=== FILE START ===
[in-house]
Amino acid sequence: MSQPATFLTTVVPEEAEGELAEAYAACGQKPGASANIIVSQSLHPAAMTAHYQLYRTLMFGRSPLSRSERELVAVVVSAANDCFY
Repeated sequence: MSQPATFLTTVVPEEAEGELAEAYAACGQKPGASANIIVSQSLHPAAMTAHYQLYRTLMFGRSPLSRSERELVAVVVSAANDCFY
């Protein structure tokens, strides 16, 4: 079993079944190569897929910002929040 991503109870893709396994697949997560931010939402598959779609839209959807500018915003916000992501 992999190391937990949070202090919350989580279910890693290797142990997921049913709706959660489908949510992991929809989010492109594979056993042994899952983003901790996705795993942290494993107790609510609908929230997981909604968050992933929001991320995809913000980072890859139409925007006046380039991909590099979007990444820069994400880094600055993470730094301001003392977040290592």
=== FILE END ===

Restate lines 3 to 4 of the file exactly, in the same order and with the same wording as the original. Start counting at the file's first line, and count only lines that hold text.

Repeated sequence: MSQPATFLTTVVPEEAEGELAEAYAACGQKPGASANIIVSQSLHPAAMTAHYQLYRTLMFGRSPLSRSERELVAVVVSAANDCFY
């Protein structure tokens, strides 16, 4: 079993079944190569897929910002929040 991503109870893709396994697949997560931010939402598959779609839209959807500018915003916000992501 992999190391937990949070202090919350989580279910890693290797142990997921049913709706959660489908949510992991929809989010492109594979056993042994899952983003901790996705795993942290494993107790609510609908929230997981909604968050992933929001991320995809913000980072890859139409925007006046380039991909590099979007990444820069994400880094600055993470730094301001003392977040290592």